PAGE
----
Refuse, reuse, recycle… Remember

Storyteller Rachel Welsh wears an outfit and holds a journal recycled from her flower-embroidered vest (inset). Photograph Alana Hall

Refuse, reuse, recycle… Remember

Rachel Welsh

rlwelsh@hotmail.com

1 February 2014

I’m sitting in the chai tent at the inaugural Boomerang Festival held last October in Byron Bay, Australia. I am dressed for comfort wearing a favourite pair of well-worn, pre-loved jeans, appliqued with some bright, magenta pink-embroidered flowers. I had cut the flowers from an old vest I couldn’t completely let go of when it became ragged from so much loving wear.

Two women sitting next to me comment on how much they like the flowers. I tell them what I’ve just told you and from worlds apart through a few words exchanged, we realise we have a mutual friend in eARTh emag, and talk about the next issue’s theme of eco-fashion. Being a storyteller, I naturally share this story...

Once, a very long time ago, there lived a Jewish tailor named Joseph. Joseph had learned the trade of a tailor whilst sitting by his father’s side. He worked very hard and he made beautiful, fine clothing for all the rich people in his town, but he never had quite enough money to make himself a coat. Joseph dreamed of the day when he had saved enough money to create his own coat from beautiful, fine fabrics.

Many years passed and finally Joseph had enough money to go to the market and buy some beautiful fabric. He returned to his shop and laying the fabric out on his workbench, he measured and he cut and he stitched and he stitched and he made himself a wonderful coat.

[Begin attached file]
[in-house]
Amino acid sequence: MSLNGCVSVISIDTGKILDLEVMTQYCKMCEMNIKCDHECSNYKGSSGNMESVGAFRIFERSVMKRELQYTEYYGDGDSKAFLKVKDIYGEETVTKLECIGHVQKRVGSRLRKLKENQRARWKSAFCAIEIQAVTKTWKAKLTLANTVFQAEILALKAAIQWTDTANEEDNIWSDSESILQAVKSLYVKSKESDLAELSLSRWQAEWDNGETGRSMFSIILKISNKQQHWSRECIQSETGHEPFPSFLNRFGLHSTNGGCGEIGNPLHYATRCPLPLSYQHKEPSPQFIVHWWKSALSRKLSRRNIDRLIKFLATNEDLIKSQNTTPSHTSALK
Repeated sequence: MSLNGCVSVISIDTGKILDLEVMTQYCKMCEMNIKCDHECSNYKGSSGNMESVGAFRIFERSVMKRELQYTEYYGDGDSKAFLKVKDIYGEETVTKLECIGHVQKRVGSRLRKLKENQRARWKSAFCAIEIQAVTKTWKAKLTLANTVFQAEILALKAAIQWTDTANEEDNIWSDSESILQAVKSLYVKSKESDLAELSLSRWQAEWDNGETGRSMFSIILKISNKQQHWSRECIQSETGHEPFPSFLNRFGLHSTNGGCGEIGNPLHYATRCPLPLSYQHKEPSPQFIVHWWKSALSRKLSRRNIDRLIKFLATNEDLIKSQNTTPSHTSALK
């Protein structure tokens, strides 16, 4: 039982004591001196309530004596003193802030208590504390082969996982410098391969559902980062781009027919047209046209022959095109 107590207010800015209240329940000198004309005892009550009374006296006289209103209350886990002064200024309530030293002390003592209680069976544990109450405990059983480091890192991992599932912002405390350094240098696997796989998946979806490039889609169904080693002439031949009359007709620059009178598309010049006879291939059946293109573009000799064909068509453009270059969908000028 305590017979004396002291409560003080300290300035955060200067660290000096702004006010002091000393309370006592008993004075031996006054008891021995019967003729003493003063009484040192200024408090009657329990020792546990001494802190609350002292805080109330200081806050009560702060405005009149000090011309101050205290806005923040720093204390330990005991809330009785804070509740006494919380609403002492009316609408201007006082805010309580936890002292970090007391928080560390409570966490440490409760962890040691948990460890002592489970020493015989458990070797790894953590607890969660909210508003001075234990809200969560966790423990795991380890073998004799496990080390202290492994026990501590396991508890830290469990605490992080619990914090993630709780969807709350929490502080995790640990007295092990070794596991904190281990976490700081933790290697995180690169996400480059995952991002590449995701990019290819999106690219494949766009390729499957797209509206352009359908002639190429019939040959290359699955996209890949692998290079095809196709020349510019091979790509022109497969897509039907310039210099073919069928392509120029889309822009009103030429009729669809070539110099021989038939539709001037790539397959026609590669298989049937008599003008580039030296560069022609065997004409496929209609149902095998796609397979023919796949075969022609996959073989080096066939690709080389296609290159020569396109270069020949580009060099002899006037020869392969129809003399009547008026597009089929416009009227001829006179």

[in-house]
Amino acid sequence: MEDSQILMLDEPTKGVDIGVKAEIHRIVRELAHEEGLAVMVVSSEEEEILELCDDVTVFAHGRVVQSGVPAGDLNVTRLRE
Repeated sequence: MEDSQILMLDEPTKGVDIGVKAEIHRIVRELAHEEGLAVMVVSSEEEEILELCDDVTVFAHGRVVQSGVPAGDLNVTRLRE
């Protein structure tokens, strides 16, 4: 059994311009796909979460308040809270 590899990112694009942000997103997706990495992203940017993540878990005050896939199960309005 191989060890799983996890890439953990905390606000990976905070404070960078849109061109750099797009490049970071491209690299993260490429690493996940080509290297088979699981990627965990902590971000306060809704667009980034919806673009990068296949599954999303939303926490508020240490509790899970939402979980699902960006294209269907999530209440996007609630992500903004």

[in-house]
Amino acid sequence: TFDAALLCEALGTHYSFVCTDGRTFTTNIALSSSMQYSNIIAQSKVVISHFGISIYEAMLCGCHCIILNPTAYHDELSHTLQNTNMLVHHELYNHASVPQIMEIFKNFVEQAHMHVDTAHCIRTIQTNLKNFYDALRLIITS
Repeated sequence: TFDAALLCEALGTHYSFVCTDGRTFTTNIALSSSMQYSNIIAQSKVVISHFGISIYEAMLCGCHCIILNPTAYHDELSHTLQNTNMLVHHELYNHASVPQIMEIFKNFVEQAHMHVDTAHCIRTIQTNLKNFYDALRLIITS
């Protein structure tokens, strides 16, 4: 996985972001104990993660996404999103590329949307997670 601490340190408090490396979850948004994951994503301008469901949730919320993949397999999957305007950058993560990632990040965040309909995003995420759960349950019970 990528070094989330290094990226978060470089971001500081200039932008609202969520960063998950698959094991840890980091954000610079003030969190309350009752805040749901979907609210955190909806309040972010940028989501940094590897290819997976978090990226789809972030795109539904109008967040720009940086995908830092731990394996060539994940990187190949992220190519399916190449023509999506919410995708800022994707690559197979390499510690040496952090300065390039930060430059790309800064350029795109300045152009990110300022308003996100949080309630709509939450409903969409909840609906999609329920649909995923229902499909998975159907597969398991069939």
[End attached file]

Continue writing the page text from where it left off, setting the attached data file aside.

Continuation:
Joseph loved that coat and he wore it everywhere. He wore it and he wore it and he wore it until it was all worn out with holes and threads coming loose everywhere. Joseph looked at himself in the mirror and he felt sad. Oh, how he loved that coat. He slowly took the coat off and prepared to throw it in the bin. As he turned the coat in his hands he thought, “There is enough, just enough, just enough...” He layed the coat out on his workbench and he measured and he cut and he stitched and he stitched and he made himself a vest.

Joseph loved that vest and he wore it and he wore it and he wore until it was all worn out. That was a sad day as Joseph looked at his old worn out vest. He took off the vest and was about to throw it in the bin when... “There is enough, just enough, just enough...” He layed the coat out on his workbench and he measured and he cut and he stitched and he stitched and he made himself a beautiful cap.

Joseph loved that cap and he wore it and he wore it and he wore it until it was all worn out. That was a sad day as Joseph took off his old, worn out cap. He took off the cap and was about to throw it in the bin when he had a thought. “There is enough, just enough, just enough...” He placed the cap out on his workbench and he measured and he cut and he stitched and he stitched and he made himself a beautiful bow tie.

Joseph loved his bow tie and he wore it and he wore it and he wore it until it was all worn out. That was a sad day for Joseph as he remembered all the fun times he had wearing it and how youthful it made him feel. He was about to throw the bow tie away when he stopped. “There is enough, just enough, just enough...” He put the bow tie on his workbench and he measured and he cut and he stitched and he stitched and he made himself a fine cloth button.